The theme of “Wonders Untouched.” the current exhibit at Talladega’s Heritage Hall Museum, underscores the reality of an unfortunate situation: Old places and possessions, once important, are disappearing, soon to be forgotten.
“Wonders Untouched” features photographs by Carolyn Mink, and will be on display through June 30.
Mink exposes the world in a new and striking way, according to Valerie White, museum director. Her work includes close looks at prominent and unknown places now uncared for and, in contrast, the beauty of living landscapes.
“She draws us in for a deeper realization of what’s really happening. She causes us to take a second look,” White said.
Mink, who is from Eastaboga, began her photographic career in 1983 and has exhibited her work since 1987. Her images have been published through 28 different sources. Her motivation is an abiding interest in sharing what she sees in our surroundings.
“Photography is my life,” she said. “It’s what makes me get up every morning, many times before daylight, and hit the road, camera bags and tripod packed in the car.”
Heritage Hall is located at 200 South St. E. in Talladega.
‘Ain’t Misbehavin’ takes the stage in July
There’s a song in Kimberlite Productions’ upcoming production of “Ain’t Misbehavin” that sets the mood for the show, according to director Kim Dobbs. “The Joint is Jumpin” captures the mood of the musical, which celebrates the songs and stylings of pianist and composer Fats Waller.
The Tony Award-winning musical will be performed at the Foothills Theatre at the Buckner Center at McClellan July 20-23. Fats Waller (1904-1943) adopted the Harlem performance style on the piano — a firm, powerful left hand and an inventive, decorative right — while adding his own distinctive touch to the art.
Dobbs has assembled a cast from Anniston, Atlanta, Montgomery and Birmingham, including:
Mose Davis, who will play Fats Waller, is a bandleader, producer and songwriter in Atlanta. According to Dobbs, the Mose Davis Trio is a staple in the Atlanta music scene.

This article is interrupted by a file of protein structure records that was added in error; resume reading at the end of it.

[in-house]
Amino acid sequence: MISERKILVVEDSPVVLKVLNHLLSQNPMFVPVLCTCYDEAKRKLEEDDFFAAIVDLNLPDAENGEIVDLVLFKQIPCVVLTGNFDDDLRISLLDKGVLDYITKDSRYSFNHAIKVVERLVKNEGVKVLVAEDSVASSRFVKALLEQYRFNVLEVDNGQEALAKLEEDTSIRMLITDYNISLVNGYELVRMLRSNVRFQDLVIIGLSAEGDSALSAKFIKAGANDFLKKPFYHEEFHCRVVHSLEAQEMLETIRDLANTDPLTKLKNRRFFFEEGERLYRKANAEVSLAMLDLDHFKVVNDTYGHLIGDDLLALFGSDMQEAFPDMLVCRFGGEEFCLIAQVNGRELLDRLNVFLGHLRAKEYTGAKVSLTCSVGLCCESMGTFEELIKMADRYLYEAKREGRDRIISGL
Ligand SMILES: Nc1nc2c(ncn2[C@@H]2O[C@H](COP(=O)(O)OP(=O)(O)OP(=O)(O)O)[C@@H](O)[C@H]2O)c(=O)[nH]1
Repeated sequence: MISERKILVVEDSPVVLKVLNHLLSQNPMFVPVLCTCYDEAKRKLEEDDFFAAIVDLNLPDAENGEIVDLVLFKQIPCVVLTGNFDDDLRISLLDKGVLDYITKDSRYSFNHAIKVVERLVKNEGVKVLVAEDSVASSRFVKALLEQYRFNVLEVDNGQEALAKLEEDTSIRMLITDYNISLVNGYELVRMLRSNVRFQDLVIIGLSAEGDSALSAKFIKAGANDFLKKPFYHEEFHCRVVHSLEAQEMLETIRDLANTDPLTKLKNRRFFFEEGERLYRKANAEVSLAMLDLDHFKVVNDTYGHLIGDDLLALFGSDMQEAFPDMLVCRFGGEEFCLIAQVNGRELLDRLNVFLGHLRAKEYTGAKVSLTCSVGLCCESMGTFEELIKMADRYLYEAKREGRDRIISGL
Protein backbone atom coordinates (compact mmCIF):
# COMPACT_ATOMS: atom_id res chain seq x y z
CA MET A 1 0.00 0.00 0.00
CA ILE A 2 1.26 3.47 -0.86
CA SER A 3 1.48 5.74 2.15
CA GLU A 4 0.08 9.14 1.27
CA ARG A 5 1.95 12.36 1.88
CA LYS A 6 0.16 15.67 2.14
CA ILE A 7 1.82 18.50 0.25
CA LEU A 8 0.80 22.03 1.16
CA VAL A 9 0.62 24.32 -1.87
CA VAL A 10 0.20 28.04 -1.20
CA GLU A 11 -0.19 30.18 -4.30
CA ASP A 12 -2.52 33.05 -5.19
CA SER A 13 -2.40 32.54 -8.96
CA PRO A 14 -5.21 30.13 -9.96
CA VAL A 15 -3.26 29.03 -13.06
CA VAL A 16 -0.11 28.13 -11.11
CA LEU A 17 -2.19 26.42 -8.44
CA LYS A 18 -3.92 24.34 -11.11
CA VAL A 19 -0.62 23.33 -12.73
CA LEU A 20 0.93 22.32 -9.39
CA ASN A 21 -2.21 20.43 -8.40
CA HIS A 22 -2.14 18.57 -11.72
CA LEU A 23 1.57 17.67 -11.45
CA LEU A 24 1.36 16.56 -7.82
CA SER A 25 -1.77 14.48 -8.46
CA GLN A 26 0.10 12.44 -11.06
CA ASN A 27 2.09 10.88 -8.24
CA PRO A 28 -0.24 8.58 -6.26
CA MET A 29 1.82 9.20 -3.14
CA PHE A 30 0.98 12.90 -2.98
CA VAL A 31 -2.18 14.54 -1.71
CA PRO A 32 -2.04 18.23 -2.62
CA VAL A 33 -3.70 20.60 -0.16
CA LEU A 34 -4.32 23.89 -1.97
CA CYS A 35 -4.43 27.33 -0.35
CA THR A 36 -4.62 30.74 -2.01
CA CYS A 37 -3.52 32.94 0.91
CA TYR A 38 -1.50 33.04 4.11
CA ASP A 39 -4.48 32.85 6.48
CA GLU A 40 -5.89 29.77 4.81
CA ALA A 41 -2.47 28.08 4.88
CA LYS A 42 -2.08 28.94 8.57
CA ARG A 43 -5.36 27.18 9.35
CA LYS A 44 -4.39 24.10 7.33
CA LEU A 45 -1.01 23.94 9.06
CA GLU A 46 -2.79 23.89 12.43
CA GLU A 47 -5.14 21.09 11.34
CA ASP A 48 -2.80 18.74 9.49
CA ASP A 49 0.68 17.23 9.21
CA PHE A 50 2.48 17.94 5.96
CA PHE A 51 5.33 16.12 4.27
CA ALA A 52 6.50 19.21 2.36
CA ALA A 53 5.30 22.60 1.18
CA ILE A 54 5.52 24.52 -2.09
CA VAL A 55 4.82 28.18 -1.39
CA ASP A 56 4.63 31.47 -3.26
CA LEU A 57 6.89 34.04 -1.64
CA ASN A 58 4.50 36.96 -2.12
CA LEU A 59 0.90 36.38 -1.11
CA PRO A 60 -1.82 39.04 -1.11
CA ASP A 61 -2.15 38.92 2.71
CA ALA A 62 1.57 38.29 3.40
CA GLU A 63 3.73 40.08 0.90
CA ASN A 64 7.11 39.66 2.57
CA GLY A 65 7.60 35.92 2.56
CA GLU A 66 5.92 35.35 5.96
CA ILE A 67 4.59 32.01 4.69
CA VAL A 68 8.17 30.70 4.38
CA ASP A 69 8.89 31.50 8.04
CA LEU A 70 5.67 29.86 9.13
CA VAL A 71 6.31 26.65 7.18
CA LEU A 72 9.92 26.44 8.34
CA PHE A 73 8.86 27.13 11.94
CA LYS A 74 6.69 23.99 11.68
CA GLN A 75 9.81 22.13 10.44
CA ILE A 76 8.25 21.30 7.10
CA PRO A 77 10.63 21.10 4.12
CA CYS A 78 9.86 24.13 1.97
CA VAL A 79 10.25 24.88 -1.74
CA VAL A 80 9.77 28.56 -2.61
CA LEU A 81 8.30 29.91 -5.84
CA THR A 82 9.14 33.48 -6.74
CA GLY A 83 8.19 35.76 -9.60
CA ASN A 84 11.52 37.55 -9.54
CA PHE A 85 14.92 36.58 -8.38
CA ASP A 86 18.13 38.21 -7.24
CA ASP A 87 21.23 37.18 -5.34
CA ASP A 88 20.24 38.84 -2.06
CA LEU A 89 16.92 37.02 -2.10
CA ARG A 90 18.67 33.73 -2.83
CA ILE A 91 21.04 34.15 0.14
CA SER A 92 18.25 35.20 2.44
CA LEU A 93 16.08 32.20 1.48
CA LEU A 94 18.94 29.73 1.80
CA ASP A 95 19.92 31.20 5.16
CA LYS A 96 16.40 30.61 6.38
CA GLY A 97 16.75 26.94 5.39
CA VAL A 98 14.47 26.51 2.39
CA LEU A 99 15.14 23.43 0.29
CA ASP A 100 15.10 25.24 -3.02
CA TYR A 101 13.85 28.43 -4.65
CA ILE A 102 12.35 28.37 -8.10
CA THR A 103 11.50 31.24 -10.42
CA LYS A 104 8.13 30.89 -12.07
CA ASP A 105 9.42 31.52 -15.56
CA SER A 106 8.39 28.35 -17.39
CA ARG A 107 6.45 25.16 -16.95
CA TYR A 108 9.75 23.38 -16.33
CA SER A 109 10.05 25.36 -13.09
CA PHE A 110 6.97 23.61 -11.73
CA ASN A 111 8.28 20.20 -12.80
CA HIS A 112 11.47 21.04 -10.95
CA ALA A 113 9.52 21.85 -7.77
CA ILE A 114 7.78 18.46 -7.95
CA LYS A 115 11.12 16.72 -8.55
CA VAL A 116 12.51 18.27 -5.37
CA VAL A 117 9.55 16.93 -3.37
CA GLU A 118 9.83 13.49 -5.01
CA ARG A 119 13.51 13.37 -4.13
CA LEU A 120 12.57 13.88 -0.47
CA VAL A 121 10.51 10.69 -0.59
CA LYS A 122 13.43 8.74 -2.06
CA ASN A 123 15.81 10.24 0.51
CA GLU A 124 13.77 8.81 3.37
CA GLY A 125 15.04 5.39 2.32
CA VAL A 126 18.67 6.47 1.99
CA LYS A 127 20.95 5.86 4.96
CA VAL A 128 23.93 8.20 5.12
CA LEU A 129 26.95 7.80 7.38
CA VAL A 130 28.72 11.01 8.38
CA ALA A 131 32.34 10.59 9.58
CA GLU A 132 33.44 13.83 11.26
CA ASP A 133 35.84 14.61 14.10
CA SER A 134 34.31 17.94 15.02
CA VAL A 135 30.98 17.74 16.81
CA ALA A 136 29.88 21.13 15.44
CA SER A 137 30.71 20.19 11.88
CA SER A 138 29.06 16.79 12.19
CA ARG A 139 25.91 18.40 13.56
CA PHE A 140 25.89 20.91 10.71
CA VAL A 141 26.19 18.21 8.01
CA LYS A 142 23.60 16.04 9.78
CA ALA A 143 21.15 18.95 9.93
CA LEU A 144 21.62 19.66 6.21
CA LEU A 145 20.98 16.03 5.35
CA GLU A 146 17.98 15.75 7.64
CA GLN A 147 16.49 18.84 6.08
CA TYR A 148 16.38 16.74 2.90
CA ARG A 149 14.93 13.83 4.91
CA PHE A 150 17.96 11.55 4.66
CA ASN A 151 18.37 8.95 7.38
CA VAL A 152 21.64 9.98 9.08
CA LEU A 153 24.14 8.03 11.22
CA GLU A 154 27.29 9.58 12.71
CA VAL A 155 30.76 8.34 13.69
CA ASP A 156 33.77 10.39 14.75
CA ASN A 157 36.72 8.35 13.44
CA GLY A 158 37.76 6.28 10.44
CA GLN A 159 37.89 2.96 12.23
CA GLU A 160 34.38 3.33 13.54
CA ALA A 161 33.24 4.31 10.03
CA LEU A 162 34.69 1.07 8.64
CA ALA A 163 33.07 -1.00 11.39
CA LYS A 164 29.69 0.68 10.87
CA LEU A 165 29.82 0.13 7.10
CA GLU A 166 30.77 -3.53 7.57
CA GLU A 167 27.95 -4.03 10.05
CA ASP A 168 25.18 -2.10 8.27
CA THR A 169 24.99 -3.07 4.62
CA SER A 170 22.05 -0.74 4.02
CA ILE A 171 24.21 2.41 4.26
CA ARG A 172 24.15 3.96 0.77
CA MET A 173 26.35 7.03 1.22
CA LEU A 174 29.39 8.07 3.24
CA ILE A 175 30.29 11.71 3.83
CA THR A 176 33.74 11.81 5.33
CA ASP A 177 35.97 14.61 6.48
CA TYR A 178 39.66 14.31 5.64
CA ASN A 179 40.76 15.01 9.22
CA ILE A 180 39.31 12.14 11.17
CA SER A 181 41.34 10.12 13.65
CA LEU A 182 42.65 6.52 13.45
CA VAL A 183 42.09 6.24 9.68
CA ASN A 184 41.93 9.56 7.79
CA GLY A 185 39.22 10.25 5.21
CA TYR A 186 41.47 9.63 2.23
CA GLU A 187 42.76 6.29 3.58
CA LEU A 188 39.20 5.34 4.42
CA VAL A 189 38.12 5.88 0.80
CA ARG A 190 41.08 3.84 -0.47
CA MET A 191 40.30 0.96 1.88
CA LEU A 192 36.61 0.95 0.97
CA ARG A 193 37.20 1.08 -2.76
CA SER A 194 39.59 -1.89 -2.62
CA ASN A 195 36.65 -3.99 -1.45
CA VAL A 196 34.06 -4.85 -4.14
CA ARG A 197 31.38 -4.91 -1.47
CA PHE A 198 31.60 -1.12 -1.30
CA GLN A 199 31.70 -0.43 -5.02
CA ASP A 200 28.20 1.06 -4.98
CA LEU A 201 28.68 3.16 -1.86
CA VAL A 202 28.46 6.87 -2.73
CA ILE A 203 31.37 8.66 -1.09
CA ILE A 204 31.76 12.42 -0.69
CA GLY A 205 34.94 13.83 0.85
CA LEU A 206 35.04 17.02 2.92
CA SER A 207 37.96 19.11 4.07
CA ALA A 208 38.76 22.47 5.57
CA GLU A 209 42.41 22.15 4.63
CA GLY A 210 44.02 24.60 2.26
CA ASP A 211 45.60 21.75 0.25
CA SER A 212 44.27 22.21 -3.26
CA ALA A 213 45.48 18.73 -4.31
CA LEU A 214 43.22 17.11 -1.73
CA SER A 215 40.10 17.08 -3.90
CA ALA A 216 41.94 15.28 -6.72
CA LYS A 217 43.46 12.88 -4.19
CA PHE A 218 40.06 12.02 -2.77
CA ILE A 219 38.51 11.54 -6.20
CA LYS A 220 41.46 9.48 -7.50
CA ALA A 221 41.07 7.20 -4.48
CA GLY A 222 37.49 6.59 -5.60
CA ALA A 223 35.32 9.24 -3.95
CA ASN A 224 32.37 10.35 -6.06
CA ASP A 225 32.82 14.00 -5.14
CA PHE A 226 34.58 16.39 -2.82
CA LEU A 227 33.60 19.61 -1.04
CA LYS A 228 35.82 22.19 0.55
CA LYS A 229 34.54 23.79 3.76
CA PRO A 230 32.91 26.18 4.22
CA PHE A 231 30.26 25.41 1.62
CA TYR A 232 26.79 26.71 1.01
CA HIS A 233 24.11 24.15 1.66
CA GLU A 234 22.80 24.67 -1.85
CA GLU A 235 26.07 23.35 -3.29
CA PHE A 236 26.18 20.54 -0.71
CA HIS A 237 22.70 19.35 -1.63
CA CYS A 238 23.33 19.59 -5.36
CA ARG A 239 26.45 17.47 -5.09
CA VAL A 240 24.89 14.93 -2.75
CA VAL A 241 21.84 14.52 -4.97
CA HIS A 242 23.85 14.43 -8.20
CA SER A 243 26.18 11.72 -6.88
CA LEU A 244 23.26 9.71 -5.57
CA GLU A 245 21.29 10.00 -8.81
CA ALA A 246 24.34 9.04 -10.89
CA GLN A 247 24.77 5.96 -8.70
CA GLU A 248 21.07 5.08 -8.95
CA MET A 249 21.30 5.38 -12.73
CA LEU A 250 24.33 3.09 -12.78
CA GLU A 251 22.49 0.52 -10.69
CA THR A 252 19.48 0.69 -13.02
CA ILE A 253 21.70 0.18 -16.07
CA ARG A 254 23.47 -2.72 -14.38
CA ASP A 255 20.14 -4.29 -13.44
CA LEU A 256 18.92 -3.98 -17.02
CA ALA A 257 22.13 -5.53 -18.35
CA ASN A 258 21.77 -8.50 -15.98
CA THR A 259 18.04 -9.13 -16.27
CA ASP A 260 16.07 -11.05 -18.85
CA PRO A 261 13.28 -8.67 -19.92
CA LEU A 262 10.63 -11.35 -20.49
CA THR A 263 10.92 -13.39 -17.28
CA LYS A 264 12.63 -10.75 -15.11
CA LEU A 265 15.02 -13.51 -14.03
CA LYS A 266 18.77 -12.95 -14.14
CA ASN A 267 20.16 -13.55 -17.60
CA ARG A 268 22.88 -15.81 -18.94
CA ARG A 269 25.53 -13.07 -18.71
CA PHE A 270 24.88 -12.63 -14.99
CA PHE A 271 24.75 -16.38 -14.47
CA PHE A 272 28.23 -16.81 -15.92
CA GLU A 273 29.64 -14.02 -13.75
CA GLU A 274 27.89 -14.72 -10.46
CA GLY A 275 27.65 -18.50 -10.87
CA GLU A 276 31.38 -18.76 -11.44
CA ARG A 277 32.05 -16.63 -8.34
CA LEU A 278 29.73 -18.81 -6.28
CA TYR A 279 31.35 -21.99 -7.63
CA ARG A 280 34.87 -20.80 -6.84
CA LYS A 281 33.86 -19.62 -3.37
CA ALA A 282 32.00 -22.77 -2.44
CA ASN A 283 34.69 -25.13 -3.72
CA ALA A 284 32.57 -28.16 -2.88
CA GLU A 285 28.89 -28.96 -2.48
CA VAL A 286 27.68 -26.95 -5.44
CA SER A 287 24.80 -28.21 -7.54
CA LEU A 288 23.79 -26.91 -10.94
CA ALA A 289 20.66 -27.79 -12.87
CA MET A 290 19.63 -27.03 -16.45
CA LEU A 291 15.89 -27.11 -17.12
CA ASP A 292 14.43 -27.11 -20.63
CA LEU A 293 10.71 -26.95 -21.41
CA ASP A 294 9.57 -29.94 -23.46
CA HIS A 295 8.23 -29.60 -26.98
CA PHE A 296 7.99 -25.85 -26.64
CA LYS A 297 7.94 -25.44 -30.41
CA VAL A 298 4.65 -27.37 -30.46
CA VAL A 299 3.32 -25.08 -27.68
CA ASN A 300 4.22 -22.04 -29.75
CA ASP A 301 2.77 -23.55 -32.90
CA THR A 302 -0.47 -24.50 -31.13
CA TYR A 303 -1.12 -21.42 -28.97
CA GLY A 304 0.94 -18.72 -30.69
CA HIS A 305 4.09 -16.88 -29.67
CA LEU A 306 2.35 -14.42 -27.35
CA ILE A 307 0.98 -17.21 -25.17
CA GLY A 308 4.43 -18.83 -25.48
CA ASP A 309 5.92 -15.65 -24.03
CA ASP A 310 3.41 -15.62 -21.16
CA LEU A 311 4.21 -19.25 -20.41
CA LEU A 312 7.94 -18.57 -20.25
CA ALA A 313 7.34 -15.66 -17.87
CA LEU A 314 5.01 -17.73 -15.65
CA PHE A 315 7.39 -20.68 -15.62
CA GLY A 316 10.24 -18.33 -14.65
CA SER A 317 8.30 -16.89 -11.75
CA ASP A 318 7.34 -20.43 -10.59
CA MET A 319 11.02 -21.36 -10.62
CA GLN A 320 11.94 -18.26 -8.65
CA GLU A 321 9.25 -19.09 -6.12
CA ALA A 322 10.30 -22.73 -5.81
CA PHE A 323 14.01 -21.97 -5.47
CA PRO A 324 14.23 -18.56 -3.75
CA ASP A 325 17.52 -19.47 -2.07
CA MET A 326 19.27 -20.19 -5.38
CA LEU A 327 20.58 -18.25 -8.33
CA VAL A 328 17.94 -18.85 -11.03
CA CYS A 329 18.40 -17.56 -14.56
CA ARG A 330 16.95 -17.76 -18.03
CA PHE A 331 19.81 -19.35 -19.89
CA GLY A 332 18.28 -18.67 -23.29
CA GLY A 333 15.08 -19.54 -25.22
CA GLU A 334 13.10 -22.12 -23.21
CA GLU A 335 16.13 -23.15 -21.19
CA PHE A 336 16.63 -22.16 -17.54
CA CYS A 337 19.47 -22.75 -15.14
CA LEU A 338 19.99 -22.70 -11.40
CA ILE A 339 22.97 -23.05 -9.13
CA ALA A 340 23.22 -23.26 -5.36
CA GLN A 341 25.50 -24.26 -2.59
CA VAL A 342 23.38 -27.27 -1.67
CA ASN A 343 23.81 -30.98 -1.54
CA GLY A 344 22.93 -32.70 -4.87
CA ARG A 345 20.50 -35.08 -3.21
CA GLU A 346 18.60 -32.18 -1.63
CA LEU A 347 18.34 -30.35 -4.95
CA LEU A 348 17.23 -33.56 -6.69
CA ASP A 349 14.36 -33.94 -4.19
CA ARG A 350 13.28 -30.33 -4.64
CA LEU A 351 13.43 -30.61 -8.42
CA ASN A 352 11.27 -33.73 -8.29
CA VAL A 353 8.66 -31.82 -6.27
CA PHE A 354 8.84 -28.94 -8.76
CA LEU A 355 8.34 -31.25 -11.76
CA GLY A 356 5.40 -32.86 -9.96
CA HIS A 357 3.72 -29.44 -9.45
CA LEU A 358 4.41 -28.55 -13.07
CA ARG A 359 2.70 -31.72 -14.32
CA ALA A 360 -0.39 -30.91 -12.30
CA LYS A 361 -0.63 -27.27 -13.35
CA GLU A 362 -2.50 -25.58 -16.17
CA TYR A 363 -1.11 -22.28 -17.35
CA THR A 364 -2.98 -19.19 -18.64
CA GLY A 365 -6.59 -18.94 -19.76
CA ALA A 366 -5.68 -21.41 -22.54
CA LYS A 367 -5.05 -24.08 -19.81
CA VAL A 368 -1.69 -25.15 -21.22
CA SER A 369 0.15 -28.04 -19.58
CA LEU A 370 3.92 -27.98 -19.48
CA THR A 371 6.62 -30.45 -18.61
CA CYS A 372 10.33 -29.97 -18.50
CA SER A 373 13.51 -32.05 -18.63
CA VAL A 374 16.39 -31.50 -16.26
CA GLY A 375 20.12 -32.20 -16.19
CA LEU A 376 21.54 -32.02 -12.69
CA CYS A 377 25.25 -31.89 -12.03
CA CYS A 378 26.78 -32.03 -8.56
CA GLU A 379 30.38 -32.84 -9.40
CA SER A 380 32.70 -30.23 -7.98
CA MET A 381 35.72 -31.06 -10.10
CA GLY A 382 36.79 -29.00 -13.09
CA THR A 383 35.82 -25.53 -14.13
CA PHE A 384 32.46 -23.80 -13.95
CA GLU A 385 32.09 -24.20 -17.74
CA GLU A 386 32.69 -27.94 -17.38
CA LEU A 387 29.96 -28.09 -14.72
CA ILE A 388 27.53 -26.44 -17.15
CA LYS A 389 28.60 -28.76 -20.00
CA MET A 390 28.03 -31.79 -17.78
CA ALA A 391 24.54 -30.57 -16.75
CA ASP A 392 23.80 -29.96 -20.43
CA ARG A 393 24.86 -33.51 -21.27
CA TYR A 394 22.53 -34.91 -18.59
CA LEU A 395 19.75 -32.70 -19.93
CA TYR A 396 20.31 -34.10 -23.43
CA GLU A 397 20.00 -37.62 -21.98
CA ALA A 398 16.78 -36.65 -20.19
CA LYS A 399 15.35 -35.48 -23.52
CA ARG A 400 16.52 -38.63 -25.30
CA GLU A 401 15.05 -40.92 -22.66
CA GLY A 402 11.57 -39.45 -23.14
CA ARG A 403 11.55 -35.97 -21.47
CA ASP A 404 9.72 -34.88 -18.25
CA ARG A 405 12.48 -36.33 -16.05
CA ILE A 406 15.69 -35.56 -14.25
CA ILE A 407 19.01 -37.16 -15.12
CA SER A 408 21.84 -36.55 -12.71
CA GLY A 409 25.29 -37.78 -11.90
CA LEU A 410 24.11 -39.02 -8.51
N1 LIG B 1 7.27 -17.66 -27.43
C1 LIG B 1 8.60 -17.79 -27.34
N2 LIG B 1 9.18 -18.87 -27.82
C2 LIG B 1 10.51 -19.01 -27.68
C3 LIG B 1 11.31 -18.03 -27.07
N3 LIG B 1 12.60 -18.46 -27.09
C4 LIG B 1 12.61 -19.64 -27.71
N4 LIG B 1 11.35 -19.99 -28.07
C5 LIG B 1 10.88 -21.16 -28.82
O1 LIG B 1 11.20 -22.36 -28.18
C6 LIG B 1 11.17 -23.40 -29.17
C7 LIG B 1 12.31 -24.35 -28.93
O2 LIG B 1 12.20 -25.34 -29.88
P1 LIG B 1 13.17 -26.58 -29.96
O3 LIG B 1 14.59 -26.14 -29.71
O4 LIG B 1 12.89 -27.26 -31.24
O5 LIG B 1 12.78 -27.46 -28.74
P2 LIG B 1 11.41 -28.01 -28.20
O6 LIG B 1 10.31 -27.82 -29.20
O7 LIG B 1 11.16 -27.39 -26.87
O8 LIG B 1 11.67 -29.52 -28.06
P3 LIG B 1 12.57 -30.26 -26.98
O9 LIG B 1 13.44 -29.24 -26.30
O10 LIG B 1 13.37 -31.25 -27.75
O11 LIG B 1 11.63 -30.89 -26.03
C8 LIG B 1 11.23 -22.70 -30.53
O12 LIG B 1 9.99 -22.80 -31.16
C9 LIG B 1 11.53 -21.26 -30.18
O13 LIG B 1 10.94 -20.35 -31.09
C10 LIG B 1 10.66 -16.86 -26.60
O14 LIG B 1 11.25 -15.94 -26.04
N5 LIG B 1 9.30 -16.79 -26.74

Local musician Jean Ellison, a native New Yorker who is the founder of The Music Box in Anniston, where recently a recital featured her 14 students. She has more than 30 musical credits and several opera credits.
Local talent Eranika Bonds, who also has numerous musical theater credits, including a performance in “Rent” at the Northstreet Playhouse on Virginia.
Michael J. McDonald of Montgomery, a singer/dancer who has worked with the Oregon Shakespeare Festival and the Alabama Shakespeare Festival.
Rickey Powell, whose New York credits include Broadway’s “The Wiz.” Recently, he was lead vocalist in “Rhythm & Roots” at Birmingham’s Virginia Samford Theatre.
At intermission, Kim STARs will be featured, with performers ages 2-20. “I consider them to be of the caliber of professional and semi-professional,” Dobbs said.
“This show gives you jam, jive and just a fun time to anticipate,” Dobbs promised. “I hope the audience will leave the theater humming, and even dancing a bit.”
Tickets will be $25 for adults and $10 for children under 14. For further information, call Dobbs at 678-570-6106.
Barbecue and blues benefit enjoyed
“A Record Attendance!” in red letters will headline the page in the church’s history, as more than 300 people came June 3 to the Barbecue and Bluegrass festival at The Church of St. Michael and All Angels.
It was a festival of fun, food and music, an outside gathering to benefit the St. Michael’s Clinic.
And the bands played on throughout the day. The Foggy Hollow Bluegrass Band, Three On A String, and the Rattlesnake Rattlers entertained, while self-guided tours of the church and clinic were offered.
Master of ceremonies for the day, TV24 news anchor Carl Brady, reminded the crowd to check out the community garden located behind the clinic.
“Our Garden,” as it is called, is open to all in the public who are interested in participating. It is a St. Michael’s project and serviced by volunteers and neighbors of the church. It is a place to grow vegetables and interact with other people. The harvest can be for the owner of the plot or donated to those who need food. After the harvest, probably in July, the Calhoun County Extension Office will help with cooking and canning classes.
“We weed on Monday and Wednesday at 10 a.m. and water on Tuesday and Thursday at 4:30 p.m.,” it was announced in the church bulletin. There is a monthly charge of $5 for the general upkeep of the garden.
For more information, call the church at 256-237-4011.
Hervey Folsom writes about the local arts scene every Sunday. Contact her at email@example.com.